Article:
The Keynote that Shocked Me

This week I went to a very good conference that I would have enjoyed hugely but for how horrified I felt after watching one of the opening keynotes.

The technical speaker was well meaning and clearly cared about the environment and he gave an excellently scary picture of global warming and its effects on humanity. But that wasn’t what terrified me. What was shocking was that he gave me the impression that other than working for Tesla or putting up a solar panel, there was nothing we could do about it.

To a room full of software engineers! One of the most powerful groups within one of the richest and most significant industries on the planet. An industry that influences human behaviour and is itself a huge planetary polluter.

Put up some solar panels, that’s great. But if my only advice to a room full of oil executives was “recycle” that would be a missed opportunity. To tell techies to put up solar panels is similarly unambitious but it’s also dangerous — it encourages the belief that tech folk don’t have much individual power to change the world. That belief is quite wrong. It is the scariest face of imposter syndrome and the world cannot afford for us to think it.

I talk to enterprises and vendors constantly. Their number one tech problem, their top priority, is almost always hiring and retaining good engineers. I have met companies who’ve spent hundreds of thousands of dollars re-implementing platforms mostly (it seems) to keep their developers happy. Some firms are apparently OK to risk major sexual harassment lawsuits just to avoid distracting a programmer.

All this means that any good engineer has significant power — the power to withdraw, threaten to withdraw, or even mildly hint at withdrawing, their valuable labour and applying it somewhere else.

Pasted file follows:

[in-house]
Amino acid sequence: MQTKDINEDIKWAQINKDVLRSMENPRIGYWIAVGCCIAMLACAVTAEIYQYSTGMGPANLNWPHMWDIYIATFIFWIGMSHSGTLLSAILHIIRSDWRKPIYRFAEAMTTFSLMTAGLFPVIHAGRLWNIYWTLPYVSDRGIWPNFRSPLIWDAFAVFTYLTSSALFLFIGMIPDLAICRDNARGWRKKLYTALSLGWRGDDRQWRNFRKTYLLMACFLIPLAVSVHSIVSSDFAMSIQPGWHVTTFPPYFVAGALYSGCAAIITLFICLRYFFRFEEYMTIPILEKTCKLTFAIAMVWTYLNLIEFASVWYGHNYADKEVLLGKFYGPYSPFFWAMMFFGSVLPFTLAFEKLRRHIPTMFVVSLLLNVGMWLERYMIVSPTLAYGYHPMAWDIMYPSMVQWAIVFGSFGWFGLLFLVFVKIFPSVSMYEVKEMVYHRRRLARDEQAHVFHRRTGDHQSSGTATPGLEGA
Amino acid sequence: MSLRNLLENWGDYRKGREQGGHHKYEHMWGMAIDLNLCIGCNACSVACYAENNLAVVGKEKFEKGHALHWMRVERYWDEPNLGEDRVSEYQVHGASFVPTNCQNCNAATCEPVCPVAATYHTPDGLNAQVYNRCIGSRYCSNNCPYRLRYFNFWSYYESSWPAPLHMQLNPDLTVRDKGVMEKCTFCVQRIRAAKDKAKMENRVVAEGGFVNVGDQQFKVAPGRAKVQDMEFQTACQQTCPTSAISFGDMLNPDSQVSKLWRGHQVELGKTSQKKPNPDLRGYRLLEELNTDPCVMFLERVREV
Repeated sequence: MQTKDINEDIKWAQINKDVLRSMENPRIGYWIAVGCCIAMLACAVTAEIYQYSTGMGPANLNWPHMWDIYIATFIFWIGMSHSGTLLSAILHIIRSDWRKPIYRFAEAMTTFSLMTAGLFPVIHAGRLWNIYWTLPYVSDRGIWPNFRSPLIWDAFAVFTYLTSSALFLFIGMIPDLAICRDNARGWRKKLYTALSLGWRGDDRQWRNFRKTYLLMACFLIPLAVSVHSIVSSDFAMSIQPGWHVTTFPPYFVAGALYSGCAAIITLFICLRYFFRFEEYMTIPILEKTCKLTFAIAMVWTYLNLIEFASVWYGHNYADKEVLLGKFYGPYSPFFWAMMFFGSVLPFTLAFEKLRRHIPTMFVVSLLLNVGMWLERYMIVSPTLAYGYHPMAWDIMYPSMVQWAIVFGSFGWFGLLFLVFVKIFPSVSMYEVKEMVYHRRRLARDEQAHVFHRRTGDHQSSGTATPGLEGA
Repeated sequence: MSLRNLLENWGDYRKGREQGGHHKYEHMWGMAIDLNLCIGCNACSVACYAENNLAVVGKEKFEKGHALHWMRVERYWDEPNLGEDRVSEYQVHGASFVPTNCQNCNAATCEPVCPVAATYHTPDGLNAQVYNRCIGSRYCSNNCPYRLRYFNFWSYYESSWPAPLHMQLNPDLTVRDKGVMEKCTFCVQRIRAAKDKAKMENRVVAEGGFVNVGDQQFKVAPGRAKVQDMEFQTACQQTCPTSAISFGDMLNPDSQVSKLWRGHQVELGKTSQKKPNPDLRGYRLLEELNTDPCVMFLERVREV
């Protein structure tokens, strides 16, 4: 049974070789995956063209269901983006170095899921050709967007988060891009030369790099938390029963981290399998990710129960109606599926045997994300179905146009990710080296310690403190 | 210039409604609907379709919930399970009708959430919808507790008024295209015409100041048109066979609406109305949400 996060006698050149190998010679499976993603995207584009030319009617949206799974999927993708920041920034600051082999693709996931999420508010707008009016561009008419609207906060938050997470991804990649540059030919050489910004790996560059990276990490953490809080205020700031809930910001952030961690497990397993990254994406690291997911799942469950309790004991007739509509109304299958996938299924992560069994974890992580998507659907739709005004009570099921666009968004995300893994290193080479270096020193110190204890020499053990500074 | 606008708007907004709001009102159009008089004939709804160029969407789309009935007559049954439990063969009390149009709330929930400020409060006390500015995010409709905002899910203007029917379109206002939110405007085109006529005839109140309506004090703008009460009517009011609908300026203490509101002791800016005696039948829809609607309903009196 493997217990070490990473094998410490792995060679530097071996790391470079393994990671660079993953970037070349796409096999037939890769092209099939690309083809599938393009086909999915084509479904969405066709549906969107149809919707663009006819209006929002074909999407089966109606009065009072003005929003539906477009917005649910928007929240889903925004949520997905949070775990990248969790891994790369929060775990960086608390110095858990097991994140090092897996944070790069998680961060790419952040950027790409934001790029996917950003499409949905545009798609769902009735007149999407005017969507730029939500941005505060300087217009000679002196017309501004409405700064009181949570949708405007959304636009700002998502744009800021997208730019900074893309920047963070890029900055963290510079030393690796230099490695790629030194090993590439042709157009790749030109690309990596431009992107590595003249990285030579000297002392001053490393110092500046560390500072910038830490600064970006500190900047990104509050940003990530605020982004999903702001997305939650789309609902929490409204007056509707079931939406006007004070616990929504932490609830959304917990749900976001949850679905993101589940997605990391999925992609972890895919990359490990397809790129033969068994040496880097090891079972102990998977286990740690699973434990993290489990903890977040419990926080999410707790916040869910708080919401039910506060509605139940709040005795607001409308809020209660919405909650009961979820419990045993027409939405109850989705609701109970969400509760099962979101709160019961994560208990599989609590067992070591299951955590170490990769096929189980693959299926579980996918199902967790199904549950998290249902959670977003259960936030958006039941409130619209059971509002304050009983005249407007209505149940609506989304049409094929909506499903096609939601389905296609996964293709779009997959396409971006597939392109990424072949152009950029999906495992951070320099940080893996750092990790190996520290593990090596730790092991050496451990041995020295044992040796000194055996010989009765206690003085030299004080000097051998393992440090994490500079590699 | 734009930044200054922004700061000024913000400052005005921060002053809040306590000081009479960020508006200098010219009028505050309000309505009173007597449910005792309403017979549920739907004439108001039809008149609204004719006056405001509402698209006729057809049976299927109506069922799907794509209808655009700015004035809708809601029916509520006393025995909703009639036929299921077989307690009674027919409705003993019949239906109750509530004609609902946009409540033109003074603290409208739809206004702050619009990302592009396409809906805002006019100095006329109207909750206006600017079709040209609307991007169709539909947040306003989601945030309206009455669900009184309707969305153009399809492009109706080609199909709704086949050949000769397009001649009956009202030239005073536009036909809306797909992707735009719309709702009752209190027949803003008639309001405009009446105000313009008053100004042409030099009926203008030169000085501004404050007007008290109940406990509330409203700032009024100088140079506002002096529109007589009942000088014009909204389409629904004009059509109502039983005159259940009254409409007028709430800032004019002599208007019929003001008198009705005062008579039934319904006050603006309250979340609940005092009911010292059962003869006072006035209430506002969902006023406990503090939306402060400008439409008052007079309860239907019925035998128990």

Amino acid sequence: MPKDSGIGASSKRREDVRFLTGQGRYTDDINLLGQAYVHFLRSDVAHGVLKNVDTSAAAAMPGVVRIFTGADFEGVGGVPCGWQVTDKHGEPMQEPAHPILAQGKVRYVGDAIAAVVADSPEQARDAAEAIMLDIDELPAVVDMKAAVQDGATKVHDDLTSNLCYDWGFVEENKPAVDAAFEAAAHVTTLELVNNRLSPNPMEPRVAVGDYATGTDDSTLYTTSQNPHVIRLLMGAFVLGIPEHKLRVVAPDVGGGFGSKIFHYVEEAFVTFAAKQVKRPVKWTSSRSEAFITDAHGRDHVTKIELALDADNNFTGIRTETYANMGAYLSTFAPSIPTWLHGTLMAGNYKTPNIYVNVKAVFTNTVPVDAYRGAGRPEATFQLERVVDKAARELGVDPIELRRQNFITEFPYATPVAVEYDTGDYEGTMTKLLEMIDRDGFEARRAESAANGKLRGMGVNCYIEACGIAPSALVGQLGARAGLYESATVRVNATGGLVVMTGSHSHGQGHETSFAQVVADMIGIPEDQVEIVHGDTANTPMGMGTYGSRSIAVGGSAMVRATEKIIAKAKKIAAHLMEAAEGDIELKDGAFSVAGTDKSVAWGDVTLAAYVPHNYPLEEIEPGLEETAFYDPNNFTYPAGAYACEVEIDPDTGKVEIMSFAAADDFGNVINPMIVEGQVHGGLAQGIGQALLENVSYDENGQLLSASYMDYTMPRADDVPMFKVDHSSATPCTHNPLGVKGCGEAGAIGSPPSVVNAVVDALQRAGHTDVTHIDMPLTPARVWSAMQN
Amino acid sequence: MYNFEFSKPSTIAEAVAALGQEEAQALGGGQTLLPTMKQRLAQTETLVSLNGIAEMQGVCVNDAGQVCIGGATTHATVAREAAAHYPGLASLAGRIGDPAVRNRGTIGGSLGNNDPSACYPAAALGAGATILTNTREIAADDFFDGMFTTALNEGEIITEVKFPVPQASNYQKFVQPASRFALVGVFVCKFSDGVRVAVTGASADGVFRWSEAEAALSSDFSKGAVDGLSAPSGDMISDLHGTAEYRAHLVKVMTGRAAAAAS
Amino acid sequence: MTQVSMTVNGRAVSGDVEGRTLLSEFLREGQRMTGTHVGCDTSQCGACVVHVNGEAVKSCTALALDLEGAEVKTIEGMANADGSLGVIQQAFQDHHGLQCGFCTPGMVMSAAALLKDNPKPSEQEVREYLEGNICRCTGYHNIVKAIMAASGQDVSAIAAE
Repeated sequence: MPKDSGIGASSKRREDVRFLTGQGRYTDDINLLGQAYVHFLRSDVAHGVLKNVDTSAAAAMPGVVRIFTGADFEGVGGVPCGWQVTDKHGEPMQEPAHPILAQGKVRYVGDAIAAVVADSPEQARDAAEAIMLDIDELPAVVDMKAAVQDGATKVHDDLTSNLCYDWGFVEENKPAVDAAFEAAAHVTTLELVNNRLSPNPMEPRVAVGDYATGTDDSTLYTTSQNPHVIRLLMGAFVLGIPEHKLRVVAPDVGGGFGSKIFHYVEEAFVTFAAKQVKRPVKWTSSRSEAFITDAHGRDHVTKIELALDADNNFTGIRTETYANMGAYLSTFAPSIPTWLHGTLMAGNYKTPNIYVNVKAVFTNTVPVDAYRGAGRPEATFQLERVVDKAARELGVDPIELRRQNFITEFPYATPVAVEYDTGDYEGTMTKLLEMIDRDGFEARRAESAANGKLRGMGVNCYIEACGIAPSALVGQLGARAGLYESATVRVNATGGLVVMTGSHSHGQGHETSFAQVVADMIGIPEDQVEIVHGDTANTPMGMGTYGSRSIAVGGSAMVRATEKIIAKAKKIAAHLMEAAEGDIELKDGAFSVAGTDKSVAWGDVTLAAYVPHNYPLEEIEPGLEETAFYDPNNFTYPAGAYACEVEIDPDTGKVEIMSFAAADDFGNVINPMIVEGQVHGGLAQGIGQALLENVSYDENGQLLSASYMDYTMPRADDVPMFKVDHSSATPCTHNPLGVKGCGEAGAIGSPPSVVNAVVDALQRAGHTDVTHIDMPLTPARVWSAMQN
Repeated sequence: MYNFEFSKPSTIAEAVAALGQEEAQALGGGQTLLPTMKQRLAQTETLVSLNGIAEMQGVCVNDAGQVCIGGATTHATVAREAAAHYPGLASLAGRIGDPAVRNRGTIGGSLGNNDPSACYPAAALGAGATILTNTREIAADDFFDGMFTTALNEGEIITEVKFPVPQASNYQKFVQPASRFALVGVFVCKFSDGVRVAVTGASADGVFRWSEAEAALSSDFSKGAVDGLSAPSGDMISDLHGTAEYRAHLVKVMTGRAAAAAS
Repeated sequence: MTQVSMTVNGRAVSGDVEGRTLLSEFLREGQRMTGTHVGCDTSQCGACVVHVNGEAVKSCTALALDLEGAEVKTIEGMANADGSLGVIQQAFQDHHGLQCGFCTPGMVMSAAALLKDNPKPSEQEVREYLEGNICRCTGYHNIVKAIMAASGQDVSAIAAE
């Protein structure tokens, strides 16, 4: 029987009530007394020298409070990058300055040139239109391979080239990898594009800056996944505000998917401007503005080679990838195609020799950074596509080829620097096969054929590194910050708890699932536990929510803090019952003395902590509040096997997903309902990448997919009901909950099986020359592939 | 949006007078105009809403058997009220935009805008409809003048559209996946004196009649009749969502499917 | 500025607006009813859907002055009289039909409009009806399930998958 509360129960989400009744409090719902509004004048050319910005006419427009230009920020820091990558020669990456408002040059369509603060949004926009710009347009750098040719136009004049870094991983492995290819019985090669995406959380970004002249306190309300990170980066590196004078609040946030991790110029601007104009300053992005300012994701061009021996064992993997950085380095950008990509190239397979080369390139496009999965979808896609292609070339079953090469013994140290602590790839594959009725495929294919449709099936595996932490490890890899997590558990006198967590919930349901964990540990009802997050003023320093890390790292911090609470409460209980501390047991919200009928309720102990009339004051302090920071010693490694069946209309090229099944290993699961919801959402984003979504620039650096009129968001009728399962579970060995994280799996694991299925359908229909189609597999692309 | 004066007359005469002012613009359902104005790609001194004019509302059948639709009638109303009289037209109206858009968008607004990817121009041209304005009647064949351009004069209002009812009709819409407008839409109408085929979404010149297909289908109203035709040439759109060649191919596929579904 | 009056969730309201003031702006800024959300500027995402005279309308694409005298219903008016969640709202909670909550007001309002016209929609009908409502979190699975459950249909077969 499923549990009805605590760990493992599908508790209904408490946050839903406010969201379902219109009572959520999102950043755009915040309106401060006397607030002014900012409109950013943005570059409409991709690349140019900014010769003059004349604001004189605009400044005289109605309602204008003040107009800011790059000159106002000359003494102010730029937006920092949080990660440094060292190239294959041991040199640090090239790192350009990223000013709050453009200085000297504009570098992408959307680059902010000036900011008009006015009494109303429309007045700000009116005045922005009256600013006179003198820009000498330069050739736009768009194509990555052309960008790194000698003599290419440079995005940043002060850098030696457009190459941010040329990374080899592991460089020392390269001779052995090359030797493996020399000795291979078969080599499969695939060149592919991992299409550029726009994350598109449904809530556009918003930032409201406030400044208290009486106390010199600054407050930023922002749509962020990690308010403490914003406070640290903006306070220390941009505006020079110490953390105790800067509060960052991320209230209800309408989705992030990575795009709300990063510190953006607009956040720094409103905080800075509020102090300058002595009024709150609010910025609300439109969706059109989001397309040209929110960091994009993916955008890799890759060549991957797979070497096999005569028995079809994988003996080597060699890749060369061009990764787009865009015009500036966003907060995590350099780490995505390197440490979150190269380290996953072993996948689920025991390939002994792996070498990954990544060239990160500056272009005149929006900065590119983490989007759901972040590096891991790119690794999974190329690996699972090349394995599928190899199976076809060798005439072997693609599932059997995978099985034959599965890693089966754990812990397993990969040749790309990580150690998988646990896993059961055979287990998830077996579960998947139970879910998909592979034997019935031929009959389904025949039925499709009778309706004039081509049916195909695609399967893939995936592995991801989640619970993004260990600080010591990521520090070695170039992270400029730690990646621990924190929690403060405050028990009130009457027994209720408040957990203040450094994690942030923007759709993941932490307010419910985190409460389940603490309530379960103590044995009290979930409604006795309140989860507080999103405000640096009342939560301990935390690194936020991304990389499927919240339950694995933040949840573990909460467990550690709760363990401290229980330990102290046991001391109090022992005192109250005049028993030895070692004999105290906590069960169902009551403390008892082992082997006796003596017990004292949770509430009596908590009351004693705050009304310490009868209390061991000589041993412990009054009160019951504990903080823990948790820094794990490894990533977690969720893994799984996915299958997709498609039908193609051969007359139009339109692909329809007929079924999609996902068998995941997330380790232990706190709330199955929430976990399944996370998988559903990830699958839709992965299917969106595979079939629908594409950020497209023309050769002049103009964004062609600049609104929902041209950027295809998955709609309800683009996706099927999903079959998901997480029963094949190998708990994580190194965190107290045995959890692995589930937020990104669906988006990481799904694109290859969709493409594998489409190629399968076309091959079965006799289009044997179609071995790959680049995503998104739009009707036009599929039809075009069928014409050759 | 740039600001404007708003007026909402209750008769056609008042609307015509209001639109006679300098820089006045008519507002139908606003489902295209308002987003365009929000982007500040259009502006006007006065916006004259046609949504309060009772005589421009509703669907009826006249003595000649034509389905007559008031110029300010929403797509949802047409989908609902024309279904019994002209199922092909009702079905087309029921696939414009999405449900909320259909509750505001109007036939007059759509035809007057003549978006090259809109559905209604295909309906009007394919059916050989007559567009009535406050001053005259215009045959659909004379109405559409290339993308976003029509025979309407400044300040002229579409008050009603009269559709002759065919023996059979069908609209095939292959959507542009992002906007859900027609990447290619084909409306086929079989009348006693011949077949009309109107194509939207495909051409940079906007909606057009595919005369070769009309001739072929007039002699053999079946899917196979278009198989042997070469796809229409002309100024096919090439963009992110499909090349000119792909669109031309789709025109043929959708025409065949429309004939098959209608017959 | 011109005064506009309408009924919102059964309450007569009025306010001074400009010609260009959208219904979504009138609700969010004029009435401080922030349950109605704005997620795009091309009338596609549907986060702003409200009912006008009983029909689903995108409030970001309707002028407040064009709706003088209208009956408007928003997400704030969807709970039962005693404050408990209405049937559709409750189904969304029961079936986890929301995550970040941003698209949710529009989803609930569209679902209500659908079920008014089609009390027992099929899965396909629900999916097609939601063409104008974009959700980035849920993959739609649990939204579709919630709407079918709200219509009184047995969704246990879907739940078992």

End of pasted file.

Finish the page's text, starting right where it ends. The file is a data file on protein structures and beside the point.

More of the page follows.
I love working in tech but that doesn’t mean we should be blind to its flaws. Data centres currently use ~2% of the world’s electricity, often very inefficiently. And that % is growing because we are an expanding industry. We’re on a par with the aviation industry. We are a major polluter.

So is the tech industry a baddie? Unfortunately yes. But, we could easily be a very effective goodie if we chose.

Data centres use loads of electricity. That’s terrible for the environment but also a huge opportunity. Big Tech is a massive customer for electricity — we spend billions on it every year. What if we said that we wanted all that spend to be on renewables? Then we’d be a huge, guaranteed customer for wind farms, solar, hydro and even nuclear.

Does your company have a renewables target for data centre energy use? Why not? Ask for one.

Going to the cloud? Does your list of cloud provider requirements include a renewables target for DC energy use? Why not?

That’s it. Ask, measure and ask for more. We can go from being a baddie to being a massive force for good.

All this sounds really easy so why don’t we do it? I believe there are 2 reasons.

  1. Most of us never think about being in a polluting industry because we never think about servers (serverless anyone)? Servers exist in huge numbers, they require electricity and we often use them really inefficiently. We wouldn’t leave the hot tap running but we leave servers powered up and under-utilised because they are invisible.
  2. I suspect many of us live in a constant fog of imposter syndrome in which we worry that eating too many biscuits in the tearoom is going to get us fired. We therefore lack the confidence to even hint that we might want to see a small change in the way our employer operates. We cannot afford to feel this way. We are highly educated, free, self-aware, relatively healthy, well-paid and secure humans. If we don’t say anything then who will?

Going to the cloud is interesting. Cloud providers run their DCs much more efficiently than on prem (good) and some Cloud providers like Google have 100% renewable energy targets (very good). But, it’s very easy to get more machines in the cloud and that is helping our industry expand. That’s great if it expands using solar or wind but not if it expands using dirty fuels so it really matters how cloud DCs are powered and we should always ask.

SciFi author interested in tech, engineering, science, art, SF, economics, psychology, startups. Chaotic evil.